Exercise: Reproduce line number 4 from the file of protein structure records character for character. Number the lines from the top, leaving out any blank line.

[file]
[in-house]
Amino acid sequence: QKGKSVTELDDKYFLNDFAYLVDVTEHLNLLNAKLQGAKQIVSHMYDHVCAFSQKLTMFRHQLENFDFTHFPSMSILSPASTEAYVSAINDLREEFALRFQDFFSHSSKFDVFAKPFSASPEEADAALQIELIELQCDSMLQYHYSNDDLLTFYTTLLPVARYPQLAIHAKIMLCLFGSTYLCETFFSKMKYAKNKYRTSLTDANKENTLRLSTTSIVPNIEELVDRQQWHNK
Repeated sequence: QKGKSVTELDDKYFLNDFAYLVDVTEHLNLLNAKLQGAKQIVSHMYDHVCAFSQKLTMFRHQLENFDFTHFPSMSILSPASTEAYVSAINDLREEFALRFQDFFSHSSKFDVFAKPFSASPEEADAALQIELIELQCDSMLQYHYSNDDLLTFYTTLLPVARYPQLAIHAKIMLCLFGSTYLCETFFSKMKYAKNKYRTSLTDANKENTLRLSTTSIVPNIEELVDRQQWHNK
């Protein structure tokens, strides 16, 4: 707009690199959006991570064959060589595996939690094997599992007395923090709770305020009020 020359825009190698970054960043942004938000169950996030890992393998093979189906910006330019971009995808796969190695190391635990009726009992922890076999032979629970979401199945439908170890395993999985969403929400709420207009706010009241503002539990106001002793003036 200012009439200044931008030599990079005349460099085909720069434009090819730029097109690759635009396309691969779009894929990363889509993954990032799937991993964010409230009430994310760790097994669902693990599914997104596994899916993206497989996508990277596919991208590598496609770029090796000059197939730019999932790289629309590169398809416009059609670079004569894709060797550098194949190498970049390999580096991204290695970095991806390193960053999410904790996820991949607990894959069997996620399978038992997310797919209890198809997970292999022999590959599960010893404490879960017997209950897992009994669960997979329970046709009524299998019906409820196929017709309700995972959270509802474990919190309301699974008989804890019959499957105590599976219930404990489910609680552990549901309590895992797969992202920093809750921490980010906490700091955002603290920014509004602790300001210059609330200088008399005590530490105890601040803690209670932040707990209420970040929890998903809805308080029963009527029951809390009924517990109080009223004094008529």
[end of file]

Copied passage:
């Protein structure tokens, strides 16, 4: 707009690199959006991570064959060589595996939690094997599992007395923090709770305020009020 020359825009190698970054960043942004938000169950996030890992393998093979189906910006330019971009995808796969190695190391635990009726009992922890076999032979629970979401199945439908170890395993999985969403929400709420207009706010009241503002539990106001002793003036 200012009439200044931008030599990079005349460099085909720069434009090819730029097109690759635009396309691969779009894929990363889509993954990032799937991993964010409230009430994310760790097994669902693990599914997104596994899916993206497989996508990277596919991208590598496609770029090796000059197939730019999932790289629309590169398809416009059609670079004569894709060797550098194949190498970049390999580096991204290695970095991806390193960053999410904790996820991949607990894959069997996620399978038992997310797919209890198809997970292999022999590959599960010893404490879960017997209950897992009994669960997979329970046709009524299998019906409820196929017709309700995972959270509802474990919190309301699974008989804890019959499957105590599976219930404990489910609680552990549901309590895992797969992202920093809750921490980010906490700091955002603290920014509004602790300001210059609330200088008399005590530490105890601040803690209670932040707990209420970040929890998903809805308080029963009527029951809390009924517990109080009223004094008529």